The Republican tax packages do contain some progressive components, such as limiting mortgage-interest deductions that help higher-income families the most, Ms. Clausing says.

A larger standard deduction, present in both plans, would give a tax break to many moderate-income households. So would an enlarged child tax credit.

Questionable appeal

But the bills also contain controversial elements. Eliminating the deduction for state income taxes hurts many taxpayers from high-tax states. Removal of Obamacare’s mandate to have health insurance, or pay a tax penalty, is projected to result in both fewer Americans with insurance and higher premiums.

Tax-rate cuts for individuals expire in the Senate bill, while both bills contain big tax breaks for the rich – from curbing the estate tax to reducing taxes on “pass-through” business income. And to the degree that tax cuts add to deficits, it may result in cuts to programs including Medicare unless Congress passes new budget plans.

Even conservatives are worried.

“The GOP had better hope and pray [President Trump’s] program instigates more widely distributed opportunities,” writes University of Maryland economist Peter Morici, or faster growth alone “won't save the party from major setbacks in the upcoming midterm and 2020 elections.”

Some studies suggest that previous tax cuts under former-Presidents Ronald Reagan and George W. Bush did help boost growth. In a 2006 study, the US Treasury Department found that tax cuts in 2001 and 2003, along with cuts in interest rates, helped move the economy out of recession and onto higher growth path, perhaps adding up to 3 million extra jobs by the end of 2004.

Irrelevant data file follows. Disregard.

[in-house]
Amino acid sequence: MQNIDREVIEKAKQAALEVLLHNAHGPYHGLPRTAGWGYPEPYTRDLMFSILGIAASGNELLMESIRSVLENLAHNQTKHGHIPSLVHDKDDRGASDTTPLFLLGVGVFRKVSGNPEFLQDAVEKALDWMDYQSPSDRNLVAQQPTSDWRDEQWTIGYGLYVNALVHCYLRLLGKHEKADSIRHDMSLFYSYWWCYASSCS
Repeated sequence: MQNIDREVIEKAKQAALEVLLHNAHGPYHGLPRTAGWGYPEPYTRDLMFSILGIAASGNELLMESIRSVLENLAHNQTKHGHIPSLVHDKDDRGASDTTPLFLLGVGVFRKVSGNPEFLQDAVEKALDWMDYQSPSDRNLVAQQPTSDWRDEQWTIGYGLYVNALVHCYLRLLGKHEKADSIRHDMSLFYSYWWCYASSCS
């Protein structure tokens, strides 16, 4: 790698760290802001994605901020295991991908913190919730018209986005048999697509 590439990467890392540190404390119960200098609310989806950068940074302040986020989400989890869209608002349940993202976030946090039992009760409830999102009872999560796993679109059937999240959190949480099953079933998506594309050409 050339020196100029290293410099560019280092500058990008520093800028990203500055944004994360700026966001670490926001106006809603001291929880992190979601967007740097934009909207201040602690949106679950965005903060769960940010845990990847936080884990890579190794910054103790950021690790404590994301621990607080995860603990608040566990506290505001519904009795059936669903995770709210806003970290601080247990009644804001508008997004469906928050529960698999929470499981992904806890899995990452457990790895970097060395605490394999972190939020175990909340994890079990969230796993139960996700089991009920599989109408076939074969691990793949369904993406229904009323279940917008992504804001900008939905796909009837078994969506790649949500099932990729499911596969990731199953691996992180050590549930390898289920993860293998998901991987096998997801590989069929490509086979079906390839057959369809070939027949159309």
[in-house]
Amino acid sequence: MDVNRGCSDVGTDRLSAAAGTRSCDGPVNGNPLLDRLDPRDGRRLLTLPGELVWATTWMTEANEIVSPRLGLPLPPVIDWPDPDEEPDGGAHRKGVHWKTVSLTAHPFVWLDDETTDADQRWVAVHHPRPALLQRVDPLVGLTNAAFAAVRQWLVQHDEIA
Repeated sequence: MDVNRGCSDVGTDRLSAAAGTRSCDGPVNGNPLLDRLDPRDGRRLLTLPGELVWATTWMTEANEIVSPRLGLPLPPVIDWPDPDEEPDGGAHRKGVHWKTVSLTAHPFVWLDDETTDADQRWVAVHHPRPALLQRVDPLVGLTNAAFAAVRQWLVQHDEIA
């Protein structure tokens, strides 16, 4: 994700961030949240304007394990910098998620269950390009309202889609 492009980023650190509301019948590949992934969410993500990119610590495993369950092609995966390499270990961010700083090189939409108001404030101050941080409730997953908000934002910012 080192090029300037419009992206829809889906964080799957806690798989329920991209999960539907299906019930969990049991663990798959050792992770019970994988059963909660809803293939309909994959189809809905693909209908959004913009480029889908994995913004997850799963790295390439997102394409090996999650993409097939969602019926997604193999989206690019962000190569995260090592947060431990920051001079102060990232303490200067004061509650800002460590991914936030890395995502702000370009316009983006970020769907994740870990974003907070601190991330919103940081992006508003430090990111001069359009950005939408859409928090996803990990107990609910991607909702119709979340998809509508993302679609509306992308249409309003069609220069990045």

The idea that tax cuts can entirely pay for themselves through “dynamic effects,” as faster GDP growth expands the income base for taxes, is being pushed mightily by some Republicans in Congress. Few economists embrace that idea. 

How to pay for cuts

But debate has flared in recent days over whether mainstream forecasts are too pessimistic on how much of the potential revenue loss can be recovered through growth. A Joint Committee on Taxation report Thursday envisioned a possible extra $600 billion in revenue under the Senate tax bill over the next 10 years, compared with a traditional or "static" forecast of the bill's effects. But the report upset Republicans because that still would leave projected deficits $1 trillion higher during that time, as a result of the tax measure.

Even the Bush Treasury report noted that the effects of tax cuts on long-term growth depend on how they’re paid for. If it’s by spending cuts, positive growth effects might remain. But if tax cuts today are financed by tax hikes tomorrow, tax cuts actually mean lower GDP in the long run, the report concluded.

That’s just one of many studies, but it hints at a crucial economic and political challenge facing Republicans as they finalize their plan. The national debt is high, rising, and increasingly driven by entitlement costs that are hard to tame.

Efforts to boost GDP growth can be part of the solution.

“We’ve got to deal with the growth side if we’re going to get the debt and deficit under control,” Senator Portman said last week.

The track record for deficit control is not promising. The debt and deficits have risen under every president since Mr. Reagan, with the partial exception of Bill Clinton, who saw deficits fall under his tenure. Reagan accounted for the largest percentage increase in deficits; Mr. Obama for the largest dollar amount.

“It’s a perennial pattern,” says Mr. Viard of AEI about the rising debt. “Eventually, we will have to take action on it, but it will require a bipartisan agreement. Neither party is going to be in a position to make serious progress alone.”